Associated British Foods (ABF) has reported a 3% rise in sales in the first three quarters of the year, at constant currency. The group remains on track to meet existing full year guidance, with earnings per share in line with 2018.
The shares were broadly unmoved following the announcement.
It's no surprise that most of ABF's divisions are in some way tied to the food supply chain. What the name doesn't tell you is it also owns Primark, and it's fashion not food that drives results.
Primark's expansion across the Atlantic is of particular importance. The American market offers huge growth potential, and with only a handful of stateside stores up and running there's probably decades of growth on offer if Primark can nail its proposition.
A successful US roll-out has the potential for huge rewards, and the early signs are promising. The group expects to open another two stores in the next 12 months, with more in the pipeline.
It's a slightly different story in the UK, where new shops are driving sales up but like-for-like sales are weak. It can't keep opening up new space indefinitely - Primark's already a very big fish in the small UK pond and the value focus means it's unwilling to expand into online retail. That makes ABF a surprisingly international growth story.
Of the rest of ABF's divisions, Sugar is the one most capable of moving the dial. The end of sugar quotas in the EU resulted in excess supply and lower prices, denting performance recently. There are early signs of a price recovery, but the division is still set to be a drag this year.
At 2.1% next year, the prospective yield is reasonably low, but analysts anticipate shareholder returns rising from here as growth continues.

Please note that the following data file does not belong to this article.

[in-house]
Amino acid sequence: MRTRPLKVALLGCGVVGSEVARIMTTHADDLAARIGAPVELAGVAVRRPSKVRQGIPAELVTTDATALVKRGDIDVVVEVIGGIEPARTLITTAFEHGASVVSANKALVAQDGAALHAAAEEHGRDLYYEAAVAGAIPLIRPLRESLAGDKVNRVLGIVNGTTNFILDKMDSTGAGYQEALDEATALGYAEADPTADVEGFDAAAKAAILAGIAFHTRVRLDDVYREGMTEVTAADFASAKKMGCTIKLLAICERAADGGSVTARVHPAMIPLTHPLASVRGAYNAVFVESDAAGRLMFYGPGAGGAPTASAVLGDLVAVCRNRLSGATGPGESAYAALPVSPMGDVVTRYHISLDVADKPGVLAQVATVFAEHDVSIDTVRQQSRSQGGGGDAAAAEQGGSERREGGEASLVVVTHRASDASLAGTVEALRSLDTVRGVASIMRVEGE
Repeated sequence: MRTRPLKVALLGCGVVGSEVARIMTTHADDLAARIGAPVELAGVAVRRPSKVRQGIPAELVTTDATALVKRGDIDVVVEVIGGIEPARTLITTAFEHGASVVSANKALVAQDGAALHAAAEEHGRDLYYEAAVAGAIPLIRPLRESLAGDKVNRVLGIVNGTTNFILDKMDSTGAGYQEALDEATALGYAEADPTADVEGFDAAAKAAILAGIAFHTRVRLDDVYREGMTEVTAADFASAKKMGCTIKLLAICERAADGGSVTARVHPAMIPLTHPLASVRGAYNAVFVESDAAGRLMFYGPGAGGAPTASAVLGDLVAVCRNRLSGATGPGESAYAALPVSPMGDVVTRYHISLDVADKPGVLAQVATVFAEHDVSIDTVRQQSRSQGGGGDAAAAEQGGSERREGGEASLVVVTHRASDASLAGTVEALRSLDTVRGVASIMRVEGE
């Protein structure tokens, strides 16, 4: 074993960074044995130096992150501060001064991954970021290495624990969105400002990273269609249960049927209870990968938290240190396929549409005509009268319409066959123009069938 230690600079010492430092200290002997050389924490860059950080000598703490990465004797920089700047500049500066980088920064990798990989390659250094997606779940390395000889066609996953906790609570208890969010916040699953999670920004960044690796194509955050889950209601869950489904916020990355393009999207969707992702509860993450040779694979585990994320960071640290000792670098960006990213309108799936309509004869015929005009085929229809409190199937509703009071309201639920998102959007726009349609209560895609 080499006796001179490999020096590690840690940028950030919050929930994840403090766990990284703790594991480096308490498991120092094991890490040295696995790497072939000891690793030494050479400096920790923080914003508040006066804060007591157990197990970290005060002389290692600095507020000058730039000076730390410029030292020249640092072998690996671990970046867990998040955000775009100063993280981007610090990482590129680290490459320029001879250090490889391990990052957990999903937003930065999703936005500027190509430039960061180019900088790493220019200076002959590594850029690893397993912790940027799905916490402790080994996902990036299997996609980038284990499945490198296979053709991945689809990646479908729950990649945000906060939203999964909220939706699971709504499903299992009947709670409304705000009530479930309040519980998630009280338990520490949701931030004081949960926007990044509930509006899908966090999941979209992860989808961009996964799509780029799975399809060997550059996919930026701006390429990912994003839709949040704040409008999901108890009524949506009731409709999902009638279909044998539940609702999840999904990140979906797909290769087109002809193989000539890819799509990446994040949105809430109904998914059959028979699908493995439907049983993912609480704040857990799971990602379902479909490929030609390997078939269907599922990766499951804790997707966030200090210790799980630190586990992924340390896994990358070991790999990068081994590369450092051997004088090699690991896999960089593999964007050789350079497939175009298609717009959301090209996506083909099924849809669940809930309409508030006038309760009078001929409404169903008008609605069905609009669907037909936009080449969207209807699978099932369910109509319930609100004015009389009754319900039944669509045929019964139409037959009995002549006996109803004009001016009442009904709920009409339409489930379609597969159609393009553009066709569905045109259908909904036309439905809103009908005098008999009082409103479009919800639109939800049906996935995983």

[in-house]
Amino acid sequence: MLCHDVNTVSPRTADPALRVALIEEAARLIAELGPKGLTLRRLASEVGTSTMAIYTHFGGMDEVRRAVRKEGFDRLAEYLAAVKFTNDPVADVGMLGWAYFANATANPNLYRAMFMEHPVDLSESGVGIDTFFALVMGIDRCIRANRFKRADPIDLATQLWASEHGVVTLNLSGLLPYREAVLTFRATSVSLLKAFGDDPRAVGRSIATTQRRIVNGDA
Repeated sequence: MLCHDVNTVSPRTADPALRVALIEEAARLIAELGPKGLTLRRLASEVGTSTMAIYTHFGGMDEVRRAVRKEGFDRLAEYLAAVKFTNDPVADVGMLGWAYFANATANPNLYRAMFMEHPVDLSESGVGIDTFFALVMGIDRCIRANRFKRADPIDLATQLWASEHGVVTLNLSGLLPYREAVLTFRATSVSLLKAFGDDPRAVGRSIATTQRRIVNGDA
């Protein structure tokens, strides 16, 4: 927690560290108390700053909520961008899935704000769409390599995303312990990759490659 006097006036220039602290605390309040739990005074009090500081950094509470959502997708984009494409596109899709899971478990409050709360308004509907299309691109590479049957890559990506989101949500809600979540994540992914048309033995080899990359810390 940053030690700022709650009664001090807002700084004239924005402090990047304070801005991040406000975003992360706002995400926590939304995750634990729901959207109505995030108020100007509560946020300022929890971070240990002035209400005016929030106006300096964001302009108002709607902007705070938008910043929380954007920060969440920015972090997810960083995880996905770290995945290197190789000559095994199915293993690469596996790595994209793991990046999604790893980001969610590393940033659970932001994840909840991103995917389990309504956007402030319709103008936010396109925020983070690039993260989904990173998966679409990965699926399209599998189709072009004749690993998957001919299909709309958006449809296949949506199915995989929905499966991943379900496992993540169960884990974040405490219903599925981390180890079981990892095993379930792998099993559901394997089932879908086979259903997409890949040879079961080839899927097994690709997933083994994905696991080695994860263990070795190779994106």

That growth potential explains why the shares generally trade at a premium to other UK retail names, at 16.5 times expected earnings. A higher rating puts pressure on the group to deliver, although tougher retail conditions mean that rating is actually around 15% lower than it's typically been over the last 10 years.
Cracking the US is undoubtedly going to be a challenge, but the group's got a balance sheet packed with cash and an excellent record of expanding in new territories. The road might be rocky, but we think ABF has a good chance of success.
Third Quarter Trading Update (constant currency)
In Retail, Primark saw sales rise 4% year-to-date, with increased sales from new openings partially offset by a decline in like-for-like (LFL) sales. The division reported continued growth and significant market share gains in the UK, with sales also rising in Spain, Portugal, France and Italy. Trading in Germany remains tough. The US delivered strong LFL and total sales growth.
Primark's operating margin in the first half was well ahead of the same period last year. Better buying and lower markdowns are expected to support margins for the year as a whole, which are now expected to be better than last year.
Third quarter Sugar revenues were in line with last year, an improvement on the decline reported in the first half. European sugar stocks are declining, which ABF expects to support prices going forwards. The UK, Spanish and Chinese crops all look promising, with a slight delay to South African production following high levels of rainfall.
Operating margins are expected to improve in Grocery following strong results from branded products including Twinings Ovaltine and Acetum balsamic vinegar. Revenues rose 1% in the third quarter.
Ingredients revenues rose 5% in the third quarter. The group completed the acquisition of a specialist bakery ingredients business in Italy during the quarter and announced a yeast and bakery ingredients joint venture in China. Meanwhile, higher input costs mean margins remain under pressure in Agriculture despite higher feed prices driving sales growth.
Unless otherwise stated estimates, including prospective yields, are a consensus of analyst forecasts provided by Thomson Reuters. These estimates are not a reliable indicator of future performance. Yields are variable and not guaranteed. Investments rise and fall in value so investors could make a loss.
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